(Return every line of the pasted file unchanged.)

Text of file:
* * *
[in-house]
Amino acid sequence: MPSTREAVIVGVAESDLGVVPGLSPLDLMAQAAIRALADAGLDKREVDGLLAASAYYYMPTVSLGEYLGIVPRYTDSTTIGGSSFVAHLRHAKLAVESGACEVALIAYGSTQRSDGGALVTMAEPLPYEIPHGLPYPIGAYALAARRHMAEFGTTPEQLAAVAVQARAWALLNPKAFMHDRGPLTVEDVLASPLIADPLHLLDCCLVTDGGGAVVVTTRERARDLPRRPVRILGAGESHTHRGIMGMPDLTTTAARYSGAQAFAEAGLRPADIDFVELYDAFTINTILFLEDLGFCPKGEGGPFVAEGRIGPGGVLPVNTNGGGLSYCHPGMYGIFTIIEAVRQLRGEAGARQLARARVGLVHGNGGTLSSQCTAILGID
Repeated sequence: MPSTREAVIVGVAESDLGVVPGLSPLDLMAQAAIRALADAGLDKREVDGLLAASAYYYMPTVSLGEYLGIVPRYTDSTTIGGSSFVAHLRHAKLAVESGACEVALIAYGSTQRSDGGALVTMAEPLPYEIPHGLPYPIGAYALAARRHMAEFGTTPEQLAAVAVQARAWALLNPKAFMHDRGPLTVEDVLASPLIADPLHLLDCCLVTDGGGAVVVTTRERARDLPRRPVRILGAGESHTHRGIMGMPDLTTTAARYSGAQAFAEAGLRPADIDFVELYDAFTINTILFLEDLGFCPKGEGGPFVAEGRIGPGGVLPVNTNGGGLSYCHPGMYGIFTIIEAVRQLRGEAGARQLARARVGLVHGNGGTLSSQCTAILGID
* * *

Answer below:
[in-house]
Amino acid sequence: MPSTREAVIVGVAESDLGVVPGLSPLDLMAQAAIRALADAGLDKREVDGLLAASAYYYMPTVSLGEYLGIVPRYTDSTTIGGSSFVAHLRHAKLAVESGACEVALIAYGSTQRSDGGALVTMAEPLPYEIPHGLPYPIGAYALAARRHMAEFGTTPEQLAAVAVQARAWALLNPKAFMHDRGPLTVEDVLASPLIADPLHLLDCCLVTDGGGAVVVTTRERARDLPRRPVRILGAGESHTHRGIMGMPDLTTTAARYSGAQAFAEAGLRPADIDFVELYDAFTINTILFLEDLGFCPKGEGGPFVAEGRIGPGGVLPVNTNGGGLSYCHPGMYGIFTIIEAVRQLRGEAGARQLARARVGLVHGNGGTLSSQCTAILGID
Repeated sequence: MPSTREAVIVGVAESDLGVVPGLSPLDLMAQAAIRALADAGLDKREVDGLLAASAYYYMPTVSLGEYLGIVPRYTDSTTIGGSSFVAHLRHAKLAVESGACEVALIAYGSTQRSDGGALVTMAEPLPYEIPHGLPYPIGAYALAARRHMAEFGTTPEQLAAVAVQARAWALLNPKAFMHDRGPLTVEDVLASPLIADPLHLLDCCLVTDGGGAVVVTTRERARDLPRRPVRILGAGESHTHRGIMGMPDLTTTAARYSGAQAFAEAGLRPADIDFVELYDAFTINTILFLEDLGFCPKGEGGPFVAEGRIGPGGVLPVNTNGGGLSYCHPGMYGIFTIIEAVRQLRGEAGARQLARARVGLVHGNGGTLSSQCTAILGID